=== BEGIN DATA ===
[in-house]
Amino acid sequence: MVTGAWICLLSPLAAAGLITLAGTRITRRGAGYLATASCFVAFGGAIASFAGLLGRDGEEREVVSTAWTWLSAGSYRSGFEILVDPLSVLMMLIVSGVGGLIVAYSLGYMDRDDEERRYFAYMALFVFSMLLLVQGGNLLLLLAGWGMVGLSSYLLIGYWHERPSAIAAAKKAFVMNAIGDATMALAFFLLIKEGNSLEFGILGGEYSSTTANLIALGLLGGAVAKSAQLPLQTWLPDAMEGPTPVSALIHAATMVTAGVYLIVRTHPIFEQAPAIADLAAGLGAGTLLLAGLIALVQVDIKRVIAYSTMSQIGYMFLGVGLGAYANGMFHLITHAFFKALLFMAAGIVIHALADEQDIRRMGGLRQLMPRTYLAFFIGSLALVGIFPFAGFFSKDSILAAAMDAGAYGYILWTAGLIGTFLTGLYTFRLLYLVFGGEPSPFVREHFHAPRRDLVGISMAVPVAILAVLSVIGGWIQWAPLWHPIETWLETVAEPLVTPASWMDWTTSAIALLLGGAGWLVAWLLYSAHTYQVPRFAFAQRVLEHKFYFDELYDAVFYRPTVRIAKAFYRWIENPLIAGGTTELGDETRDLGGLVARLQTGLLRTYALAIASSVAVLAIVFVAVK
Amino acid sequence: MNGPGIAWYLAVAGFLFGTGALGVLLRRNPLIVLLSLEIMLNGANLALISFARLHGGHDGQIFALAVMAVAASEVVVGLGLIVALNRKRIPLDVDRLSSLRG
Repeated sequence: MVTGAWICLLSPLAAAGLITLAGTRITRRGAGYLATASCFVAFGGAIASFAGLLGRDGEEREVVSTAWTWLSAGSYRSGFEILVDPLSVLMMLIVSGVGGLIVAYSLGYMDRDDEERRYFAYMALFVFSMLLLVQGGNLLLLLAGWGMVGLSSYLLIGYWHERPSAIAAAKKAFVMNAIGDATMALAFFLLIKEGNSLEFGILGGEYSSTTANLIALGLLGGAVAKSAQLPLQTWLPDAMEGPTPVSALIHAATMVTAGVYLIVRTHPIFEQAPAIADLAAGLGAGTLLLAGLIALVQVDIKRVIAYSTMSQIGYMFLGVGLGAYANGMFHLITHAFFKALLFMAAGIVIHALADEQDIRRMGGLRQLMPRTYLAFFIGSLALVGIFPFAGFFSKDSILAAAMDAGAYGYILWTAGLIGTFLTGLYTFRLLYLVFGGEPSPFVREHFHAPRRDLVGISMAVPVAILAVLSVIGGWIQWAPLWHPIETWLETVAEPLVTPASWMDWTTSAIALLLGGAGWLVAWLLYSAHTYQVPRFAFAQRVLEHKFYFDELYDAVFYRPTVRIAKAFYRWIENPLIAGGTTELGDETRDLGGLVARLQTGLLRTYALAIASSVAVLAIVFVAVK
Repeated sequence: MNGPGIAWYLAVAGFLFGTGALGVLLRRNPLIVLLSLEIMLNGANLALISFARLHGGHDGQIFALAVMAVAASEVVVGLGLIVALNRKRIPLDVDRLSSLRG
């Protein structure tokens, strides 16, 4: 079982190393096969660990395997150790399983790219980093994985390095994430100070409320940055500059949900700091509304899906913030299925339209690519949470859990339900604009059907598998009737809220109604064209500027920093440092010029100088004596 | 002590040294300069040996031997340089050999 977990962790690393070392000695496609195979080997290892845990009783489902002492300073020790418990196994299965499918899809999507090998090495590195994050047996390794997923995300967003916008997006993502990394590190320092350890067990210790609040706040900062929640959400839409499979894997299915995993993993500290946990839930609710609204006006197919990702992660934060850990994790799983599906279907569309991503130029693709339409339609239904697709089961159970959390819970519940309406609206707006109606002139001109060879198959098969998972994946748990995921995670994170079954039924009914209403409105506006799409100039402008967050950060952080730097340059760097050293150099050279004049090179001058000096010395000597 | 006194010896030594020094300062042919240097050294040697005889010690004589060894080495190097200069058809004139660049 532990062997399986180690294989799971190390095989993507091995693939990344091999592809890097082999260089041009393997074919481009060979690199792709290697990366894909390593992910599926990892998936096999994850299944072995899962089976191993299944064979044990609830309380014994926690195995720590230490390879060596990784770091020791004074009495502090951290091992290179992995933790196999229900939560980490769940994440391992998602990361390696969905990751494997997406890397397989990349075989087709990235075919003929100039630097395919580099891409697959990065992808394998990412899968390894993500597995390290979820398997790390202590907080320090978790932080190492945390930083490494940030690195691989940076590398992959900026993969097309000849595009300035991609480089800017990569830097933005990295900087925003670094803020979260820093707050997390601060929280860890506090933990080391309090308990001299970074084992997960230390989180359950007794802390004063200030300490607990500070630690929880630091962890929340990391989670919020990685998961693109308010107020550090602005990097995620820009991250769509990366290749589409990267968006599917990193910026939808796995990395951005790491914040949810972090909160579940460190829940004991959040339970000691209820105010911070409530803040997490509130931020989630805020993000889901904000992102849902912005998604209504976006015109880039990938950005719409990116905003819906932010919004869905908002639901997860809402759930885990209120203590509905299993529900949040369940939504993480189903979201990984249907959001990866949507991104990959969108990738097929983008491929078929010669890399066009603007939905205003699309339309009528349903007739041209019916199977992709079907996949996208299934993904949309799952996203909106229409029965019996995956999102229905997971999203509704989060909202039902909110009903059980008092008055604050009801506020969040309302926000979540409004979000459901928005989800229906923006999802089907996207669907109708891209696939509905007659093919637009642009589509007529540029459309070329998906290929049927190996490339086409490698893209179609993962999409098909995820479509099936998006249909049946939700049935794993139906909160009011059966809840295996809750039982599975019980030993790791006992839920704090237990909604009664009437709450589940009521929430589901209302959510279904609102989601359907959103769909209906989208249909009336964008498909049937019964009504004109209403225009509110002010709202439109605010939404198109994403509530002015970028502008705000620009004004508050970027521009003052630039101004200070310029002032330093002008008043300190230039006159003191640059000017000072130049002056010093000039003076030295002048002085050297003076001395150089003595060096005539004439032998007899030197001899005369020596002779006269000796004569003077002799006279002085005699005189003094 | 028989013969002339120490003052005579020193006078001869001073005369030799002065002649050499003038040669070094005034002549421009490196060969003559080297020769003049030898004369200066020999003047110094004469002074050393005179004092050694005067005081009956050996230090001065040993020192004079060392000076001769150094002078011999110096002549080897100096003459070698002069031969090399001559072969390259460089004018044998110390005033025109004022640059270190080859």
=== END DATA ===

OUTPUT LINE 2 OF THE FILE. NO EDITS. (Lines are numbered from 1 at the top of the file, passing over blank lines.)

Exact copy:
Amino acid sequence: MVTGAWICLLSPLAAAGLITLAGTRITRRGAGYLATASCFVAFGGAIASFAGLLGRDGEEREVVSTAWTWLSAGSYRSGFEILVDPLSVLMMLIVSGVGGLIVAYSLGYMDRDDEERRYFAYMALFVFSMLLLVQGGNLLLLLAGWGMVGLSSYLLIGYWHERPSAIAAAKKAFVMNAIGDATMALAFFLLIKEGNSLEFGILGGEYSSTTANLIALGLLGGAVAKSAQLPLQTWLPDAMEGPTPVSALIHAATMVTAGVYLIVRTHPIFEQAPAIADLAAGLGAGTLLLAGLIALVQVDIKRVIAYSTMSQIGYMFLGVGLGAYANGMFHLITHAFFKALLFMAAGIVIHALADEQDIRRMGGLRQLMPRTYLAFFIGSLALVGIFPFAGFFSKDSILAAAMDAGAYGYILWTAGLIGTFLTGLYTFRLLYLVFGGEPSPFVREHFHAPRRDLVGISMAVPVAILAVLSVIGGWIQWAPLWHPIETWLETVAEPLVTPASWMDWTTSAIALLLGGAGWLVAWLLYSAHTYQVPRFAFAQRVLEHKFYFDELYDAVFYRPTVRIAKAFYRWIENPLIAGGTTELGDETRDLGGLVARLQTGLLRTYALAIASSVAVLAIVFVAVK